It’s a state of mind

And the cello kicks ass!

Microfinance – contribution on poverty reduction: zero

Development agencies have promoted microfinance — the provision of small financial loans to poor people — because it is supposed to help poor people move out of poverty. After a comprehensive review of existing studies, with particular focus on recent randomized control trials, Roodman says that just isn't true. "On current evidence, the best estimate of the average impact of microcredit on the poverty of clients is zero," he argues.

Roodman does find, though, that the while microcredit isn't a successful approach to poverty reduction, "it's not the financial equivalent of cigarettes." Wow. That's comforting.

Another reason for justifying microcredit is that it offers poor people, particularly women, greater control over their financial lives. Roodman says the evidence is mixed on that count too. Some women may have been empowered, but others have been forced to repay loans when it wasn't best for them. Cross-collateralization groups become burdensome, not emancipating, and at their worst, they lead to situations where people rob from each other to pay off their debts.

The third benefit is that microfinance represents a new industry that generates jobs and services. Roodman does say that the evidence is generally positive here. Microfinance institutions do "compete and innovate, cater to poor people, create jobs, and enrich the national economic fabric." According to Roodman, the cumulative amount of subsidized capital in microfinance by 2009 was $15.7 billion, and that has helped create a new industry. That's nice.

However, those billions could have helped create jobs in other industries, some of which — such as health, water, and sanitation — may have had a bigger impact on poverty than microfinance has had. To make a judgment, a comparative cost-benefit analysis would be necessary. And we couldn't throw in the benefit of poverty-reduction as a mitigating factor since that doesn't seem to be happening.

(no subject)

“Intelligence. Nothing has caused the human race so much trouble as intellignece.”

Thelma Ritter as Stella in “Rear Window”

“Intangible religious benefits”

A statement indicating whether or not any goods or
services were provided in return for the gift; receipts
from religious organizations must include a statement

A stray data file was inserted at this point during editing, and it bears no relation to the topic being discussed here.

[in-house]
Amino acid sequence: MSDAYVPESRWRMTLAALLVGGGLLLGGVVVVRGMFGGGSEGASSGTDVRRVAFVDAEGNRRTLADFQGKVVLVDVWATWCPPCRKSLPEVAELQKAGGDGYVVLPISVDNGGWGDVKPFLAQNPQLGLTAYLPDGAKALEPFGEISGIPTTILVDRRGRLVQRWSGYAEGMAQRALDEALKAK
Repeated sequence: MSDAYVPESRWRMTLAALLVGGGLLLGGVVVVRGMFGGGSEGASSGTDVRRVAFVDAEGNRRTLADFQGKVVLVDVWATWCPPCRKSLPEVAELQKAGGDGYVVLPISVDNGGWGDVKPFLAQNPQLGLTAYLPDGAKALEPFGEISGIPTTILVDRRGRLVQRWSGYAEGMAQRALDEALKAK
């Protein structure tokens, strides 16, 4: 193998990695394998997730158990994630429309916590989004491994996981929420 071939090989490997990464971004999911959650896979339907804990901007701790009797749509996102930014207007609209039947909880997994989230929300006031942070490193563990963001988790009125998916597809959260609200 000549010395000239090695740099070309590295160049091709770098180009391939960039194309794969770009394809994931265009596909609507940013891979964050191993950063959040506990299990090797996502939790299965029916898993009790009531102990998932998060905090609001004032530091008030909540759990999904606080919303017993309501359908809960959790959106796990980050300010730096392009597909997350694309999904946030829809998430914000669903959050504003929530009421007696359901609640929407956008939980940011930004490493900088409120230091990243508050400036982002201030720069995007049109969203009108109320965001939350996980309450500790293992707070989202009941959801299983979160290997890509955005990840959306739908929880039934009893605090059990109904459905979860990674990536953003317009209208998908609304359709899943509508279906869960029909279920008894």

indicating that “intangible religious benefits” were
provided but they have no monetary value for tax
purposes

If you have donated to a religious charity in the US, said charity is to provide you a receipt which clearly states that you have received “intangible religious benefits” in return…

The Gender Neutral Pronoun Debate

It’s not often that pronouns become a national debate. But in the past few months in Sweden, there’s been a heated discussion based on the idea of spreading the usage of a gender neutral pronoun.

It’s not often that pronouns become a national debate. But in the past few months in Sweden, there’s been a heated discussion based on the idea of spreading the usage of a gender neutral pronoun.

http://storify.com/linuskendall/the-gender-neutral-pronoun-debate

To a flatmate with good music taste

At 3:17 it really takes off.

What’s wrong with TED…?

The way TED talks fuse sales-pitch slickness with evangelical intensity leads to perhaps the most damming argument against the TED epistemology: It necessarily leaves out other groups and other ways of knowing and presenting ideas. As Paul Currion tweeted, TED seems “unaware of its own ideological bias.” Let’s take one example. Take a wild guess which gender is massively over-represented as TED speakers (answer, via Tom Slee @whimsley). And TEDxWomen stinks of tokenism. Hint: It is better to be more inclusive through and through than to segregate marginalized groups into their own token corners. But the TED style aligns much more easily to articulating ideas that sell than ideas that concern power, domination, and social inequalities. Real cutting-edge ideas also come from the margins. TED’s corporate-establishment voice and style aren’t without their uses, but they are certainly not innovative or cutting edge.